To briefly recap the issue of the preponderance of bullshit: the 24-hour news cycle depends on a steady stream of content, or the appearance thereof. Hiring smart people to fill that time would be one solution, but there are only so many Rachel Maddows to go around (and she's got a pesky habit of wanting to research things, which takes time). The simpler, cheaper solution is to hire vapid chatterboxes who can gab away endlessly. (Pick up a dozen Steve Doocys and you're good to go!) Most TV political commentary is no more than gossip, and very insipid, fact-free gossip at that. Basically, the TV news model depends on the constant generation of bullshit. It is the coin of the realm. Cokie Roberts isn't going to call out Newt Gingrich, because he's a member of the club, and lord, it's not as if she wants to be held to any standards, either. Great reporters do exist, and discriminating new consumers do exist, but they do not drive the dominant corporate media model, particularly as exists in television. A corporate media is unlikely to challenge the status of corporations (except on comedy programs). In one sense, the corporate media is selling a cheap, pulpy substance with that genuine newsy flavor to the masses. (As Homer Simpson would say, "Infotainment.") In another sense, news viewers aren't really the consumers at all – they're the commodity being sold by the media to their real customers – their corporate advertisers.

Considering that any honest evaluation of the faults of our national political discourse would condemn most pundits to the pits of hell (well, the journalistic equivalent), it's not surprising that pundits are a wee bit reluctant to acknowledge these failings. (As long as we're talking in metaphors and fantasies, sending a few pundits to Purgatory or Limbo would be lovely. They assure us that suffering is redemptive.)

Most Beltway pundits value the appearance of bipartisanship for its own sake, not bipartisanship as a means of getting things done. They don't care about substantive differences between competing factions, and they really don't care about good policy and responsible governance. A change of the party in power rarely adversely affects them. While civility is a worthy trait, it's of secondary value to honesty and accuracy. But why discuss policy when you can discuss the slighted feelings of the powerful ("fee fees"), and the all-important issue of tone? Rather than criticizing Obama for his actual policies and other valid reasons, why not attack him for being mean? From the earlier post:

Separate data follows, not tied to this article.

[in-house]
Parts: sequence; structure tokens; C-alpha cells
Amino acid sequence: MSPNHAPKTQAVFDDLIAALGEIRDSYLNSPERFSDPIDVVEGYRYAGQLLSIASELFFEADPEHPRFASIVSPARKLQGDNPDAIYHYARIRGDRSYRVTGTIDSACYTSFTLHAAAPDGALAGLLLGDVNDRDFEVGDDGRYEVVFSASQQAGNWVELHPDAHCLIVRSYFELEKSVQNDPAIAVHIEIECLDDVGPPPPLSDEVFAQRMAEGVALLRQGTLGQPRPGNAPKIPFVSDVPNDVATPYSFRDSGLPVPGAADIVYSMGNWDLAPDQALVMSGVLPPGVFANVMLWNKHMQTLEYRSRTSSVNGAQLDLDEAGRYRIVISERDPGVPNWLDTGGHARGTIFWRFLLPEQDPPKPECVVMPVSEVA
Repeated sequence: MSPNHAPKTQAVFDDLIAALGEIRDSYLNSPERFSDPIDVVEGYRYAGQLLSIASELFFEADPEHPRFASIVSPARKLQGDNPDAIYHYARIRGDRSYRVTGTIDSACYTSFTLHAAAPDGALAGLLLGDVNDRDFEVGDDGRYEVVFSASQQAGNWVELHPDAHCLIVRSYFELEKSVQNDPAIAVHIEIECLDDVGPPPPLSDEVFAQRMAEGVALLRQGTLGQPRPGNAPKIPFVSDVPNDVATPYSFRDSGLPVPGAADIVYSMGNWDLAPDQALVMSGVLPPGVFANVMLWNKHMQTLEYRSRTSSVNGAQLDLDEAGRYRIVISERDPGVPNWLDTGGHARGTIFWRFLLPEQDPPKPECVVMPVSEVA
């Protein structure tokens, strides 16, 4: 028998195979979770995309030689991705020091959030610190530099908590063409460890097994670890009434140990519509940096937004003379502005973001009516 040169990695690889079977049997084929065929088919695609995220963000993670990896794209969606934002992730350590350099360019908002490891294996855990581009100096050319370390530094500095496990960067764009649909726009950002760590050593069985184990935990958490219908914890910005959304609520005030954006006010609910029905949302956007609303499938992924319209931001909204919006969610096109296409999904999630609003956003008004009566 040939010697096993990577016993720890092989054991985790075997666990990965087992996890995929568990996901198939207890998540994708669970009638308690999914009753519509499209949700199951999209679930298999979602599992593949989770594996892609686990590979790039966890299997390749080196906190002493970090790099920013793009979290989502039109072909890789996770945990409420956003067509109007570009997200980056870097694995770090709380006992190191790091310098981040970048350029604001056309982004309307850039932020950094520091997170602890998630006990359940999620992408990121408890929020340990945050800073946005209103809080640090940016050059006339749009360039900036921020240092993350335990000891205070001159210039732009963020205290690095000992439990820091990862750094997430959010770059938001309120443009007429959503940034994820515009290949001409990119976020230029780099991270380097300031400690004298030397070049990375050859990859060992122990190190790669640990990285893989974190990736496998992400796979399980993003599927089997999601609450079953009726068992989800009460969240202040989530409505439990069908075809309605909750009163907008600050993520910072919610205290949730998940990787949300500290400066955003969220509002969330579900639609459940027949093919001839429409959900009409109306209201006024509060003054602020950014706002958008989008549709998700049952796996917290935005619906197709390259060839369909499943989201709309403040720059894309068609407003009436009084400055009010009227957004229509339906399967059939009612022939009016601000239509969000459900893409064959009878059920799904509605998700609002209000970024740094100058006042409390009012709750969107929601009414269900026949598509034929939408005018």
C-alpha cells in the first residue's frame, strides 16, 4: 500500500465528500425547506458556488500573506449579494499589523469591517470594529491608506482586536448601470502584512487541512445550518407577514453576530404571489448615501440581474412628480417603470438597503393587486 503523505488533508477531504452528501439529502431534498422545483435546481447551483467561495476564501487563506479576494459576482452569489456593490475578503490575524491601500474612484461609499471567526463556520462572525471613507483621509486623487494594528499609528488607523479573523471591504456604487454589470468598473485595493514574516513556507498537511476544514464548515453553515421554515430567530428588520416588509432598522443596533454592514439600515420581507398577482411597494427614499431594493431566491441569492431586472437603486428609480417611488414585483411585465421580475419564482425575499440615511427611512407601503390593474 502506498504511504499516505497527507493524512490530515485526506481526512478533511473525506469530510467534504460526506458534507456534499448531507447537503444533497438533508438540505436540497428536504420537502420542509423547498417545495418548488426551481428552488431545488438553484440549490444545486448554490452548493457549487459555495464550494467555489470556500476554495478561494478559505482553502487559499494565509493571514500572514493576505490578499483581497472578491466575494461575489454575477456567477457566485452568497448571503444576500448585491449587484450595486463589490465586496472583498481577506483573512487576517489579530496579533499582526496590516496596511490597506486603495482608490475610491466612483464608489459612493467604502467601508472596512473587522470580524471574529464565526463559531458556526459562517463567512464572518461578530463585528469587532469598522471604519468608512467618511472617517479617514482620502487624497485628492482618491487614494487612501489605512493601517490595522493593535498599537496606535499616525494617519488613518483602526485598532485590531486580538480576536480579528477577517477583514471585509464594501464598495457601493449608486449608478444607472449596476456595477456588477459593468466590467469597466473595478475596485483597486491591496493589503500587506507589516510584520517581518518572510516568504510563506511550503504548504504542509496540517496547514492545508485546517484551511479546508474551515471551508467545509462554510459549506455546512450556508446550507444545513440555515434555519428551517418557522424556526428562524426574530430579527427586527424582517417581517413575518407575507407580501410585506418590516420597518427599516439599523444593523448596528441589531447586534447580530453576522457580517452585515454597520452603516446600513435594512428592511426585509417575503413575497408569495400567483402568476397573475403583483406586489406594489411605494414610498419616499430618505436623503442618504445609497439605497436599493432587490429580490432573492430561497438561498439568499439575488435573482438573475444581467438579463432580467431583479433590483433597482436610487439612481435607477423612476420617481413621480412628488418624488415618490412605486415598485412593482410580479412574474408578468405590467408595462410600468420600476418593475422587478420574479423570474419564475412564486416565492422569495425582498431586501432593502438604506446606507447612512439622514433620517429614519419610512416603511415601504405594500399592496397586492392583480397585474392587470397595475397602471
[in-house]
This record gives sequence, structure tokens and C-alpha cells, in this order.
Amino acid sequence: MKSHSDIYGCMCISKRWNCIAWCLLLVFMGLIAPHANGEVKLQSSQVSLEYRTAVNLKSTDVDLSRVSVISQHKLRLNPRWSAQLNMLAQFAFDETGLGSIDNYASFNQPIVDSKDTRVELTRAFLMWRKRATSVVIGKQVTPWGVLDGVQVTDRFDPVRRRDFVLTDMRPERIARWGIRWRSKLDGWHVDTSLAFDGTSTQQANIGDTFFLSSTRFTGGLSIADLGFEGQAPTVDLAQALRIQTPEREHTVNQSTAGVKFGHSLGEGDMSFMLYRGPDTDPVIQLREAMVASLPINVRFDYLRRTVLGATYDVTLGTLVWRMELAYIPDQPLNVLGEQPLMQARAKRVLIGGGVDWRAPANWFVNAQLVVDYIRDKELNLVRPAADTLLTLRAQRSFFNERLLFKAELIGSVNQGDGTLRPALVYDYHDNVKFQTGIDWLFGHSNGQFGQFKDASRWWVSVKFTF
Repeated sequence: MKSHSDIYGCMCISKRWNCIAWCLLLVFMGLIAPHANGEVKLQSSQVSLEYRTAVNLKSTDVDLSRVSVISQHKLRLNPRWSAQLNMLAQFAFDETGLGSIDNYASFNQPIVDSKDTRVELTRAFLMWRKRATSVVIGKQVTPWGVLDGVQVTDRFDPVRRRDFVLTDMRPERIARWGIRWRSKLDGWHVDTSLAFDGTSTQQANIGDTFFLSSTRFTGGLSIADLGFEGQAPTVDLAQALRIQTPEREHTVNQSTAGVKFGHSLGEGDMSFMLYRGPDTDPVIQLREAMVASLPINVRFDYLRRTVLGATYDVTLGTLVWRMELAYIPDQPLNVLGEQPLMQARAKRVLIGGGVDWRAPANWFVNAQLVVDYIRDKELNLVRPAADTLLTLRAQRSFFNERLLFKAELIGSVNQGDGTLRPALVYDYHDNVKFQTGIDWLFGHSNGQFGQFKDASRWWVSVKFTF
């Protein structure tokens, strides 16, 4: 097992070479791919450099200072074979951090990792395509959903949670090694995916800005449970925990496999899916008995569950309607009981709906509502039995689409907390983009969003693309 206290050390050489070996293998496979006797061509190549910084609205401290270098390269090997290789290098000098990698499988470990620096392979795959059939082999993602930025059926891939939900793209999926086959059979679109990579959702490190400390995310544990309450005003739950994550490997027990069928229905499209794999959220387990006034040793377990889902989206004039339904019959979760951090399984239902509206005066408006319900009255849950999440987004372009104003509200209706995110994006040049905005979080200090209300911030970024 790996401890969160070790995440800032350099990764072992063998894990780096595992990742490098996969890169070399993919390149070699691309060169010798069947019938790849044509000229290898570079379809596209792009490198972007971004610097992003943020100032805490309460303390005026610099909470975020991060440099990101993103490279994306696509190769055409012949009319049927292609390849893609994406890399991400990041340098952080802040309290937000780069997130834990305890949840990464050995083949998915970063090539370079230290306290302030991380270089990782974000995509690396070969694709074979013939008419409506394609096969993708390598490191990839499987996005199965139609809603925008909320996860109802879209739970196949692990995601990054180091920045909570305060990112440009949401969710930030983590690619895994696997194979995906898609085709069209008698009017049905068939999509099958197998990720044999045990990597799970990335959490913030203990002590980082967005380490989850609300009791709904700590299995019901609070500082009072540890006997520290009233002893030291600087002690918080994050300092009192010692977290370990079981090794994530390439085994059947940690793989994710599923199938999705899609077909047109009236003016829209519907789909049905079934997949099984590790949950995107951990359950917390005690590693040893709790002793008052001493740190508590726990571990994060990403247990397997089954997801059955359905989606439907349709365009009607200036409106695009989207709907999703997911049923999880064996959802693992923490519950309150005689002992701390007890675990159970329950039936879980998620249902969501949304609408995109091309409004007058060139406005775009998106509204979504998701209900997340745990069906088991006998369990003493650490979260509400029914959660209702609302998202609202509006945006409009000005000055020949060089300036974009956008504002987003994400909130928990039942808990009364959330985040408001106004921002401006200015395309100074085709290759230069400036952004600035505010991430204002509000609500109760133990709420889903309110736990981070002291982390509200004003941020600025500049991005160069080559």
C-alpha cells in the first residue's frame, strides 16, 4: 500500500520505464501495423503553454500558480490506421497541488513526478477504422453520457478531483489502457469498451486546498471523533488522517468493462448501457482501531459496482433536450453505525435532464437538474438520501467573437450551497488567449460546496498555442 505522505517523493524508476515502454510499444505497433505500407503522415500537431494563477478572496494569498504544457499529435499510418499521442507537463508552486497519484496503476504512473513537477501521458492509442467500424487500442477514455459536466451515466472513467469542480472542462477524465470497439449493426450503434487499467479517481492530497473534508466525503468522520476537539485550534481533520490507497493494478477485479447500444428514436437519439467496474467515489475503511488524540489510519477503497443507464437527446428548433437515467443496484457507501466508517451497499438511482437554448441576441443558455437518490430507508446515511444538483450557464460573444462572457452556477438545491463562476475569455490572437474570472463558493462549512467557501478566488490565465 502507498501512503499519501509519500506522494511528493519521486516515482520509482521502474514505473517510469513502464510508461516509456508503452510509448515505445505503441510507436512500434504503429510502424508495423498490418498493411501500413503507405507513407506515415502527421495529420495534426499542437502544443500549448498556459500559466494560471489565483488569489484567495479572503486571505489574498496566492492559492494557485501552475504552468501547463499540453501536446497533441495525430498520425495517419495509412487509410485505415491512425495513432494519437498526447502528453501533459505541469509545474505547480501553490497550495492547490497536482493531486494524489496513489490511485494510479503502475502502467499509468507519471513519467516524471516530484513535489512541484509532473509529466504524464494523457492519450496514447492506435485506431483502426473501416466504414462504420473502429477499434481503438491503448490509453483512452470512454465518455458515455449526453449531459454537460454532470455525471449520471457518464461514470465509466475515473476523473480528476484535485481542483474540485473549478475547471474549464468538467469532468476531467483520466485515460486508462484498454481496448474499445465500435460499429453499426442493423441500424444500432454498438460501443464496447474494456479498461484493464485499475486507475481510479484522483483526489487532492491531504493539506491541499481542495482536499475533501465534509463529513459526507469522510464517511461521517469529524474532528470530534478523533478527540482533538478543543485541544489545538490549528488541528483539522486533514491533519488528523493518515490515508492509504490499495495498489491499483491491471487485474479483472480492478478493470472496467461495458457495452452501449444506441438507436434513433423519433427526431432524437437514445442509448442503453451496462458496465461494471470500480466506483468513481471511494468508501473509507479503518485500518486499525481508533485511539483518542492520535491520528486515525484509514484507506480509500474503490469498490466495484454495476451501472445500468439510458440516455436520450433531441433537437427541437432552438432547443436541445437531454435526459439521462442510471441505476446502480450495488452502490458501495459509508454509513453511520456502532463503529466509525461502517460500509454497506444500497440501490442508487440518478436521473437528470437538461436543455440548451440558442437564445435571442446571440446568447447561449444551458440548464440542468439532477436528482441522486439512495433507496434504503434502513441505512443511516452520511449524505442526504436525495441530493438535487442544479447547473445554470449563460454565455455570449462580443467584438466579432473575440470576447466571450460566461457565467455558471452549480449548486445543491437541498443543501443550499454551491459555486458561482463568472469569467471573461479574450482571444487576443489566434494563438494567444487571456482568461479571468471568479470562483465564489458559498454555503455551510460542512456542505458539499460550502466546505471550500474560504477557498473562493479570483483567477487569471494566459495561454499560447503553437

Obama has often been criticized for not fulfilling a campaign promise of changing the tone in Washington. Okay, he deserves some blame for that, in that it was a somewhat stupid promise, fine as an aspiration but requiring adjustments to the realities of the political landscape. However, most of the criticism Obama has received ignores that the Republicans play any role in all this. George W. Bush barely won election in 2004, yet this was hailed as a mandate. Meanwhile, the Republican approach was rejected by the American public in 2006 and 2008. In response, the Republican Party did not change their approach, and if anything, became more conservative and extreme. Their policies are neither good nor popular. Most of the corporate media has ignored all of this. Rush Limbaugh announced that he hoped Obama failed, and Senate Minority Leader Mitch McConnell said "The single most important thing we want to achieve is for President Obama to be a one-term president." As mentioned above, there's ample evidence of bad faith by Republicans on policy (follow the links). Yet somehow, this rarely gets noted by the so-called objective media. While Obama certainly deserves plenty of valid criticism, attacking him for "not changing the tone in Washington," while simultaneously ignoring Republican behavior, is absolutely imbecilic. As it stands, the blind, substance-free "bipartisanship" fervently urged by the DC Village can only be achieved through total capitulation by Obama and the Democratic Party.